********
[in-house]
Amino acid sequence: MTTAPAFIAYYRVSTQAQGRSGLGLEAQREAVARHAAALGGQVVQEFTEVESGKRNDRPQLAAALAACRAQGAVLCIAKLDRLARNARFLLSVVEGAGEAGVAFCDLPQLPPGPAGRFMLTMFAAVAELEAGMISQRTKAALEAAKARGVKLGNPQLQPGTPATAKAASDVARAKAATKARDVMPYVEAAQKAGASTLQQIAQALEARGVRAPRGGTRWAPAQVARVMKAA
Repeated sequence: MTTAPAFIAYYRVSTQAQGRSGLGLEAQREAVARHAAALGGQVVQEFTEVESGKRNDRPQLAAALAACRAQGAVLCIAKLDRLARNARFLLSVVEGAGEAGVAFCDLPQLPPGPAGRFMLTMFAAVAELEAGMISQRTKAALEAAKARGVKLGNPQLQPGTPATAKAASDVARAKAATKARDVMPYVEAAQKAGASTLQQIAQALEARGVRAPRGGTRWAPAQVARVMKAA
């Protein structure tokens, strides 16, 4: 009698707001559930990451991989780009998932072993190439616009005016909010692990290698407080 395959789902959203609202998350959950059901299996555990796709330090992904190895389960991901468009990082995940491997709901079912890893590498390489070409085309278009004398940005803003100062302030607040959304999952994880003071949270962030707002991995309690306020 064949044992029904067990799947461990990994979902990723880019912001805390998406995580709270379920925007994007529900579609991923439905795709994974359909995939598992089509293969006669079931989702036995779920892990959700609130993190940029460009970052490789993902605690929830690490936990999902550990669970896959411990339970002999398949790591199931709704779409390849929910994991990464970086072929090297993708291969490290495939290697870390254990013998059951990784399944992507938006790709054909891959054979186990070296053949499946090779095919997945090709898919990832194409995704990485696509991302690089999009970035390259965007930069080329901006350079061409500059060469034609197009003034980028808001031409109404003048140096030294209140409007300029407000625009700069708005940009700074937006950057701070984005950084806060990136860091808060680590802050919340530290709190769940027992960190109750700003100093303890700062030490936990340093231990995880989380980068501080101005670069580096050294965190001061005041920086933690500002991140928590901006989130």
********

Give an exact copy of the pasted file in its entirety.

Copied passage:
[in-house]
Amino acid sequence: MTTAPAFIAYYRVSTQAQGRSGLGLEAQREAVARHAAALGGQVVQEFTEVESGKRNDRPQLAAALAACRAQGAVLCIAKLDRLARNARFLLSVVEGAGEAGVAFCDLPQLPPGPAGRFMLTMFAAVAELEAGMISQRTKAALEAAKARGVKLGNPQLQPGTPATAKAASDVARAKAATKARDVMPYVEAAQKAGASTLQQIAQALEARGVRAPRGGTRWAPAQVARVMKAA
Repeated sequence: MTTAPAFIAYYRVSTQAQGRSGLGLEAQREAVARHAAALGGQVVQEFTEVESGKRNDRPQLAAALAACRAQGAVLCIAKLDRLARNARFLLSVVEGAGEAGVAFCDLPQLPPGPAGRFMLTMFAAVAELEAGMISQRTKAALEAAKARGVKLGNPQLQPGTPATAKAASDVARAKAATKARDVMPYVEAAQKAGASTLQQIAQALEARGVRAPRGGTRWAPAQVARVMKAA
């Protein structure tokens, strides 16, 4: 009698707001559930990451991989780009998932072993190439616009005016909010692990290698407080 395959789902959203609202998350959950059901299996555990796709330090992904190895389960991901468009990082995940491997709901079912890893590498390489070409085309278009004398940005803003100062302030607040959304999952994880003071949270962030707002991995309690306020 064949044992029904067990799947461990990994979902990723880019912001805390998406995580709270379920925007994007529900579609991923439905795709994974359909995939598992089509293969006669079931989702036995779920892990959700609130993190940029460009970052490789993902605690929830690490936990999902550990669970896959411990339970002999398949790591199931709704779409390849929910994991990464970086072929090297993708291969490290495939290697870390254990013998059951990784399944992507938006790709054909891959054979186990070296053949499946090779095919997945090709898919990832194409995704990485696509991302690089999009970035390259965007930069080329901006350079061409500059060469034609197009003034980028808001031409109404003048140096030294209140409007300029407000625009700069708005940009700074937006950057701070984005950084806060990136860091808060680590802050919340530290709190769940027992960190109750700003100093303890700062030490936990340093231990995880989380980068501080101005670069580096050294965190001061005041920086933690500002991140928590901006989130």